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Market roundup | Record US oil exports poised for more growth

LiveMint logoLiveMint 27-07-2017 Livemint

US refineries are producing more fuel than ever as they seek to meet rising demand from overseas, rather than the drivers on nearby roadways. Last year, the US became the world’s top net exporter of fuel, an outgrowth of booming domestic production since the shale oil revolution started in 2010. That’s a fundamental shift from the traditional US role in global markets as a top importer and consumer.

Net exports are on track to hit another record in 2017, making foreign fuel markets increasingly important for the future growth prospects and profit margins of US refiners. Shale oil producers have provided refiners with abundant and cheap domestic crude oil supplies, giving them the raw material they need to produce internationally competitive fuel.

The nation set a record in 2016 by sending a net 2.5 million barrels per day of petroleum products to foreign markets. Now, the government of President Donald Trump is seeking to deregulate oil and gas production to further leverage rising US exports for international political gain—a policy Trump calls “energy dominance”. Reuters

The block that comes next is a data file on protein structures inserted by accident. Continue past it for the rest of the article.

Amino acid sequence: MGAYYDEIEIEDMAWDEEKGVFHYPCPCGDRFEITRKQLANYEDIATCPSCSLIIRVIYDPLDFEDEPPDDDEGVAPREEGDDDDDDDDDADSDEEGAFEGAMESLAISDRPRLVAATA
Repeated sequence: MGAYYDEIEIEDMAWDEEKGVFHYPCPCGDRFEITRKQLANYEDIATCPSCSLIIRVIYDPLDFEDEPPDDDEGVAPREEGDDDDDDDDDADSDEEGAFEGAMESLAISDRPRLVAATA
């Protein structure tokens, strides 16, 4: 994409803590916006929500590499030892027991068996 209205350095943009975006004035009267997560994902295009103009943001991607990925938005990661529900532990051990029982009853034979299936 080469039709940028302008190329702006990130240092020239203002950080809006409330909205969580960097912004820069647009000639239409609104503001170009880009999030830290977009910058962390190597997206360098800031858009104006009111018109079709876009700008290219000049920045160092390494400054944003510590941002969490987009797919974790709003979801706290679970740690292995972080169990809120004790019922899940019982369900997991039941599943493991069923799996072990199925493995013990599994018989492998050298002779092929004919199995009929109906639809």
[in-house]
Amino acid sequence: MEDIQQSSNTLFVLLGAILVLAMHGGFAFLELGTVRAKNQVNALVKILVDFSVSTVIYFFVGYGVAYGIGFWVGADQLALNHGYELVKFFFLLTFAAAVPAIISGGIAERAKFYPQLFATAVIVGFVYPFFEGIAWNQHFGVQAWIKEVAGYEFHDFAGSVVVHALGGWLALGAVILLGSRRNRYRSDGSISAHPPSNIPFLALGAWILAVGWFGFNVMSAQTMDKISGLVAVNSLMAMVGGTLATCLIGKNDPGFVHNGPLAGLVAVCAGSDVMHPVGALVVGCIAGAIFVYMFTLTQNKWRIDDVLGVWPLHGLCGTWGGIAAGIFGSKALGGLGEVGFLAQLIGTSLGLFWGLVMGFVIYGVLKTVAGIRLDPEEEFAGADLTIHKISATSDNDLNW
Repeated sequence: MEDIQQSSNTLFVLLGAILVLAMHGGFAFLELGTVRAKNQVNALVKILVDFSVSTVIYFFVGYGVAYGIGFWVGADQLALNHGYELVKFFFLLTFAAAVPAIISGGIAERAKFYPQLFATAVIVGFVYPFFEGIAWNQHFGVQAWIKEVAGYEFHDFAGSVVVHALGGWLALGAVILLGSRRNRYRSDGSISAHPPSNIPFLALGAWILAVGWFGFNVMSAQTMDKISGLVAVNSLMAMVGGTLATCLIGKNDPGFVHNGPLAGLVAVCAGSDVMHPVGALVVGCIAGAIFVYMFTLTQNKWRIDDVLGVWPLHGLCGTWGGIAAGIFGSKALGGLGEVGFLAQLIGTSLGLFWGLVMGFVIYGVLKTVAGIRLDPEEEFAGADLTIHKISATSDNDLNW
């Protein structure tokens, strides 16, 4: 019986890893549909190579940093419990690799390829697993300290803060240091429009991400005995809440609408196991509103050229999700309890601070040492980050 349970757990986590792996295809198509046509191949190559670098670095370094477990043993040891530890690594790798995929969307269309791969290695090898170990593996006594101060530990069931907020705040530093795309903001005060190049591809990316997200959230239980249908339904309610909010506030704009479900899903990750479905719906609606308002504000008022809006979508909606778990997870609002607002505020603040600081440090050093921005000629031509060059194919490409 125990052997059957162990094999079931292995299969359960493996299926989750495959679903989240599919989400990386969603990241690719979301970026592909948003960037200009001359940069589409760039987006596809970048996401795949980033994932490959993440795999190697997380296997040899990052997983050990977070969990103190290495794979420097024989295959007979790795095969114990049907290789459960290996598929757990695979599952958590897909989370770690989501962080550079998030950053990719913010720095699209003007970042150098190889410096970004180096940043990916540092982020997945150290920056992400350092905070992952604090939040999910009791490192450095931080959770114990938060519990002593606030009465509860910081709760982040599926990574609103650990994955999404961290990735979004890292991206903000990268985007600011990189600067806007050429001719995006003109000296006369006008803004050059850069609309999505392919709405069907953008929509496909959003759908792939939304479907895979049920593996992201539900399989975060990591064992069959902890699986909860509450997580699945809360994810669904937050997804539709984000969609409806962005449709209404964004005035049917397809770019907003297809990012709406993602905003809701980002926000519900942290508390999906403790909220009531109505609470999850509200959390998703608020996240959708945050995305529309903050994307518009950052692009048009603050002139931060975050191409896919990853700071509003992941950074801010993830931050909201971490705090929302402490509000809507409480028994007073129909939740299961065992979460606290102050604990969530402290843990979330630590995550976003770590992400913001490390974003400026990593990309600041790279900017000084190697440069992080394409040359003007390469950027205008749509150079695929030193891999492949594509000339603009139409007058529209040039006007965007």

Changes in Nifty sector weights since inception

In March 1996, consumer and public sector banks had the highest weights in Nifty, said Motilal Oswal Securities Ltd in a report on 26 July. “Private banks had a meagre 0.4% weight in the index then, with HDFC Bank as the sole representative. Today, private banks account for the maximum weight at 23.9%, while PSU (public sector) banks form just 3.3% of the index,” pointed out the brokerage firm.

On the other hand, consumer sector’s weight has shrunk to 10%. Some of the consumer companies that were part of the Nifty in 1996 (Brooke Bond, Ponds) have got merged/acquired, it said. Textiles and chemicals have no representation in the Nifty today. “Technology and telecom sectors, which were still in their infancy in mid-90s and had no representation in Nifty then, now account for 14% of the index,” added Motilal Oswal.

Efficiency levels of Indian ports improving

The efficiency of major Indian ports has shown a marked increase over the last five years. One of the gauges of efficiency, the average turnaround time or the time taken to load or unload a vessel at the country’s major ports has seen a gradual decline over the years, notes Icra Ltd in a research note.

The average turnaround time for all major ports has improved to 3.44 days for fiscal year 2017 from 4.29 days in FY13. This was even higher at 5.29 days in FY11, it added. There has been a steady improvement every year, notes Icra, adding that the most efficient was Cochin port with a turnaround time of 1.99 days. Paradip is the least efficient with a turnaround time of 4.99 days.

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